Pakistani government has banned two militant outfits for their involvement in terrorist activities across the country.
A spokesman for the Interior Ministry confirmed the development and said that the decision was made a few days ago.
According Pakistan’s news website, Dawn, the move to ban Jamaat-ul-Ahrar, a splinter group of the Tehreek-i-Taliban Pakistan and Lashkar-i-Jhangvi Al-Alami came after recent deadly attacks in Balochistan and Sindh provinces, including last week's assault at a sufi shrine in Balochistan that killed over 50 people.
Referring to a revised list of banned groups available on the website of the National Counter Terrorism Authority, a top official in Sindh's security establishment said, "The two outfits were added to the list on November 11."
A security official said the government banned them once it became clear that they were not ready to shun violence.
The list also shows that Jamaat-ud Dawa has been listed since January 17, 2007 as group "under observation", which means its status can be changed as "banned" if there was enough evidence that it was involved in violence.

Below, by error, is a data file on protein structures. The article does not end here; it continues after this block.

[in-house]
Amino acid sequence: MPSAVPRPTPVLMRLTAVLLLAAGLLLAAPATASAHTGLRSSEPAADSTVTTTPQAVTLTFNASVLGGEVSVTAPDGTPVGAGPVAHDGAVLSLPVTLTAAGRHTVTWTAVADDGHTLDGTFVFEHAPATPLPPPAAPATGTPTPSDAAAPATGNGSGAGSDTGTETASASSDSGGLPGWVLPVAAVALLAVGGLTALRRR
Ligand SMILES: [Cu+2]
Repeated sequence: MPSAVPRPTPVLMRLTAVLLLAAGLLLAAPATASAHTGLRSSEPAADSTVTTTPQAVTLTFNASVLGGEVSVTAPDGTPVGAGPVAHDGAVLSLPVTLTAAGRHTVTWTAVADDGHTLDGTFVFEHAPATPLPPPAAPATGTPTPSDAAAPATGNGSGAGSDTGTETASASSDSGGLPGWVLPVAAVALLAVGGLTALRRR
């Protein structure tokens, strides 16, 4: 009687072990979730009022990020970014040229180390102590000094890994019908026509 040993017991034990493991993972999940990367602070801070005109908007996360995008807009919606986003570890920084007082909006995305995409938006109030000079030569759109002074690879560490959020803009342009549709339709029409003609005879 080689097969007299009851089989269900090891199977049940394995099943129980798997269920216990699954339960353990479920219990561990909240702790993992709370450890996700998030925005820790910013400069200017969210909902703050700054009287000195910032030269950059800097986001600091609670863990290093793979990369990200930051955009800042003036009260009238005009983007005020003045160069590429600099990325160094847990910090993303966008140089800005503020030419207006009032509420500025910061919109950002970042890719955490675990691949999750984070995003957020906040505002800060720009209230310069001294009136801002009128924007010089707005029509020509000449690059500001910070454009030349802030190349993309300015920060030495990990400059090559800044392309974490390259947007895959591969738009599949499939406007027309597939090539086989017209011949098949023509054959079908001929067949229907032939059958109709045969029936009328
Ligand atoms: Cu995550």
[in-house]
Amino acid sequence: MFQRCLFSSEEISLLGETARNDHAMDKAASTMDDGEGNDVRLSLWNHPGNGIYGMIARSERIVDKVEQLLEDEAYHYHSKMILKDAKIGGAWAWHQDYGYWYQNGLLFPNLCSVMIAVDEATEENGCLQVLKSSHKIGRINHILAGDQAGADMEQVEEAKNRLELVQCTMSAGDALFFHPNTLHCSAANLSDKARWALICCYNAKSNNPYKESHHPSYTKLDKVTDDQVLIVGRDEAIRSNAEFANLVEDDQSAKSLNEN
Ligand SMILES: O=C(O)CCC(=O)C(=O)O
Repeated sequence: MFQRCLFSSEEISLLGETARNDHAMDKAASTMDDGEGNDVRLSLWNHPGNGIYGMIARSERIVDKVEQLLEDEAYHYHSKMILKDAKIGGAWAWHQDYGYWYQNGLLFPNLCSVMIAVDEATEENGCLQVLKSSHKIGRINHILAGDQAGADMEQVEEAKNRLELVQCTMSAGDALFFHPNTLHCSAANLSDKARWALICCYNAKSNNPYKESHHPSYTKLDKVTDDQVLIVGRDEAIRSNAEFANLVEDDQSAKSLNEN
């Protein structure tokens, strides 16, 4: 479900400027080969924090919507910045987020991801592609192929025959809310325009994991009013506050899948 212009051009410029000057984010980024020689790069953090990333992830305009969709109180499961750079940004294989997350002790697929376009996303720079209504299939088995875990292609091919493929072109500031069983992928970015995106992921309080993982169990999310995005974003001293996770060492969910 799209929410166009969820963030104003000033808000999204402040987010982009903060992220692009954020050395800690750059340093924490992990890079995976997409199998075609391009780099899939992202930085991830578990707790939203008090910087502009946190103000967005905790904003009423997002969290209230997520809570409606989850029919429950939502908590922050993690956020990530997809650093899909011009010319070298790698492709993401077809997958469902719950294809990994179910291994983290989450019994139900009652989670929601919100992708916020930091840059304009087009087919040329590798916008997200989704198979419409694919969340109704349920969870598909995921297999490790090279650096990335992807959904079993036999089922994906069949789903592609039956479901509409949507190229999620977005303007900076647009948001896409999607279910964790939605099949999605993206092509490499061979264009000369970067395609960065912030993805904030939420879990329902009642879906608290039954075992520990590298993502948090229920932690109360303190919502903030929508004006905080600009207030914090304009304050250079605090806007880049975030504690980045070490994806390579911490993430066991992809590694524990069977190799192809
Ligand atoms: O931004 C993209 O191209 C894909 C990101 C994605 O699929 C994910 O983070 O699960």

However, both Lashkar-e-Taiba and Jaish-e-Mohammad have been listed as banned entities since January 14, 2002.
The LeJ, a Sunni terrorist outfit, has roots in Punjab province and has a history of carrying out sectarian attacks in Balochistan, particularly against the minority Shias.
The group recently claimed that it killed 61 people, mostly young cadets, during an attack on a police training centre in Quetta, the capital of the restive Balochistan province, in one of the deadliest terror attacks in Pakistan.
Two LeJ militants were recently arrested for killing Amjad Sabri, one of Pakistan's finest Sufi Qawwals, in a sectarian attack in June.
Jamaat-ul-Ahrar had claimed responsibility for a suicide attack at the government-run Civil Hospital in Quetta in August that had killed at least 75 people, mostly lawyers, and injured 115 others.
With PTI Inputs